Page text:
With AFP Speaking to this website, Pearce, who is studying year 12 at Penleigh and Essendon Grammar School, said that he was surprised that "so many famous people got infected". "Not wanting to get my account banned, since I've been a Twitter user since 2006, I was very careful to the kind of script I posted (unlike some, who were very liberal at posting self replicating worms like @Matsta, who subsequently got their account suspended)," he said. Pearce confirmed this, however, there has been some confusion over who first created certain parts of the exploit. script, I had dozens of replies in shock, questioning how I managed to do that."

Realising this, he said, it got him thinking how hard it would be to extract personal information from a user using the exploit. However, the fact that this vulnerability was omnipresent for hours, with no word from any of the Twitter staff, before it was fixed, meant there was lots of confusion and distress within the Twitter community, as the safety of the site was questioned."

Asked whether he thought it was irresponsible to discover and then tweet the exploit he had found, he said: "The situation could have been handled better if Twitter had been notified of the ... Pearce added that this was "the first time" he had found any kind of exploit on Twitter. Pearce said Twitter "probably could have handled it better" when questioned on its ability to fix the exploit. After a "little bit of coding", he said he "managed to generate a dialog box containing the data from within the Twitter cookie file". "And, there is no need to change passwords because user account information was not compromised through this exploit."Security expert Graham Cluley of computer security firm Sophos said the bug only affected users of the Twitter.com website and not third-party programs developed to access the popular microblogging service.Mr Cluley said the bug was allowing messages to pop-up and third-party websites to open in a web browser including links to pornography sites.He said that Brown's tweets had redirected followers to "a hardcore porn site based in Japan"."It looks like many users are currently using the flaw for fun and games," Cluley said. "But there is obviously the potential for cybercriminals to redirect users to third-party websites containing malicious code, or for spam advertising pop-ups to be displayed," he said.The infected links look like regular "tweets", but contain lines of random computer code or are completely blacked out like a message that has been redacted. "Users may still see strange retweets in their timelines caused by the exploit. "When one considers entities like the White House, you don't expect someone to actually be sitting there refreshing the Twitter home page and mousing over links from whoever they're following," he said. He said he gained an extra 130 followers from tweeting about the exploit. "However, it is not the job of the user to protect the integrity of a third party site; Twitter ultimately has a responsibility of ensuring its site is safe for its users itself."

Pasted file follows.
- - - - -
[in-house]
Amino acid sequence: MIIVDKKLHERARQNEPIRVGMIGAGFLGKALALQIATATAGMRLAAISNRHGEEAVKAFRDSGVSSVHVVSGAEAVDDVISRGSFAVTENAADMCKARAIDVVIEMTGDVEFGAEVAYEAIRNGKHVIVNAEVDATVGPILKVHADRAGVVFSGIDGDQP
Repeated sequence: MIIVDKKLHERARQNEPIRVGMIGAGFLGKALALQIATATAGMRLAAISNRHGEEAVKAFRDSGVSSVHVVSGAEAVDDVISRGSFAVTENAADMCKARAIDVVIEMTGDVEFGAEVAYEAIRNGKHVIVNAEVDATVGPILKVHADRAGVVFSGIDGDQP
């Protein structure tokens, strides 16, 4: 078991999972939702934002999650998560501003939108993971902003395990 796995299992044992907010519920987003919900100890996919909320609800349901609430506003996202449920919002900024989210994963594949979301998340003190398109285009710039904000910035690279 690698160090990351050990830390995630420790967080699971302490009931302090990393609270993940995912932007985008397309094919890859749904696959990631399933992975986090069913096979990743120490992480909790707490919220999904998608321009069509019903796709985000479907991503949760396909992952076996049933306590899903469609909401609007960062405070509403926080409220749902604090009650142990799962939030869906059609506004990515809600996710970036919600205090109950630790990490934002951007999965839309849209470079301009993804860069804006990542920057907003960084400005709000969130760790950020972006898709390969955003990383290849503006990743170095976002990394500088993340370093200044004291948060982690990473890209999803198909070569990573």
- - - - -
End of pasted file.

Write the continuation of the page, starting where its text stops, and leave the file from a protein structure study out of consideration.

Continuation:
Computer security firms said thousands of users, or more, were affected by the exploit.Those whose accounts were hit included Sarah Brown, the wife of the former British prime minister Gordon Brown, who has more than a million Twitter followers, and White House press secretary Robert Gibbs."My Twitter went haywire - absolutely no clue why it sent that message or even what it is ... paging the tech guys," Gibbs wrote on the site.Twitter said it had identified the attack and that it had been "fully patched". "Early this morning, a user noticed the security hole and took advantage of it on Twitter.com," Twitter said on its blog.